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Last Updated:  Tuesday, 25 March, 2003, 09:37 GMT
Texting doctor cuts waiting times
Dr Badal Pal
Dr Badal Pal has mobile communication with patients
One GP has turned to the mobile phone to ensure closer contact with his patients.

Doctor Badal Pal who is a consultant rheumatologist at South Manchester University Hospital in the UK is using text messaging to communicate with patients and cut down waiting times for medical results.

Instead of waiting weeks, patients need only send a text message to Dr Pal three or four days after their tests in order to get results within hours.

Dr Pal does not have the patient's phone number himself but gives them his own after seeing them in his clinic.

Not abused

Using their name and date of birth to identify themselves, patients can get in touch for test results and will also be sent reminders if they need regular check-ups or for their next appointment.

The system is not 100% secure but so far Dr Pal, who has been using the system for about a year, has had no problems.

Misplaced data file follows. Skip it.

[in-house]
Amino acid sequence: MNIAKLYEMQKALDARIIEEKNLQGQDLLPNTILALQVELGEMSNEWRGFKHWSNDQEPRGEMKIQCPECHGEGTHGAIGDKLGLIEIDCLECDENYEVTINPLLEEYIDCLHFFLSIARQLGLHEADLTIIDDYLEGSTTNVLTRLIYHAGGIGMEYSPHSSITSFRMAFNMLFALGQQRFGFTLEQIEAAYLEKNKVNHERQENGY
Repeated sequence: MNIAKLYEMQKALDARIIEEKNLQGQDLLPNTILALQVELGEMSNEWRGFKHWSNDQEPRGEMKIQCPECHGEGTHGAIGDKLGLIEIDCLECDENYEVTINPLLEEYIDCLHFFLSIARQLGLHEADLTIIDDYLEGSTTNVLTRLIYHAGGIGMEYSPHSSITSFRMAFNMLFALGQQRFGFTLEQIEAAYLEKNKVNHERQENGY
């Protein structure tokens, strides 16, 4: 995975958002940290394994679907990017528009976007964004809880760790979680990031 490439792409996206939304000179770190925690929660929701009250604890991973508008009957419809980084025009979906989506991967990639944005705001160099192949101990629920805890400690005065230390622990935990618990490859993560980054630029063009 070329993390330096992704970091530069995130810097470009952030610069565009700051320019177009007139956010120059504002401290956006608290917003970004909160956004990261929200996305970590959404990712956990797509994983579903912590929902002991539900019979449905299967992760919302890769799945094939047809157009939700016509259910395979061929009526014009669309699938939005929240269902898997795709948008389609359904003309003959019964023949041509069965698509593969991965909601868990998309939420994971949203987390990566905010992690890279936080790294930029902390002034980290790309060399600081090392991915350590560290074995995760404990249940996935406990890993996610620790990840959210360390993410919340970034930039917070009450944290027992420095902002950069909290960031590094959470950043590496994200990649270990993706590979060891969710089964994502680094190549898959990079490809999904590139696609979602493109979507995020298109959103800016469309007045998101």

"People don't really abuse it," he said.

The system has proved popular with patients and he has even had people texting him while aboard, one all the way from Thailand.

The system is due for an upgrade, with software being installed that will link the messages direct to his PC from April.

Previously Dr Pal had used e-mail to keep in touch with his patients.

But he feels that the universal nature of mobile phones makes it a system hard to beat as a way of providing timely contact between doctor and patient.

He has found it invaluable for patients but agrees that not all doctors would feel the same.

"It all depends on the individual doctor. A lot of consultants are so busy that they wouldn't consider this as a priority," he said.

The system would not be suitable for sensitive results such as those for cancer or other life-threatening illnesses.

Dr Pal is looking forward to technology advances such as camera and videophones which he believes will play a crucial role in patient care.

"This type of technology can be used to improve access to specialist advice particularly in rural areas or the developing world," he told the BBC's Go Digital programme.

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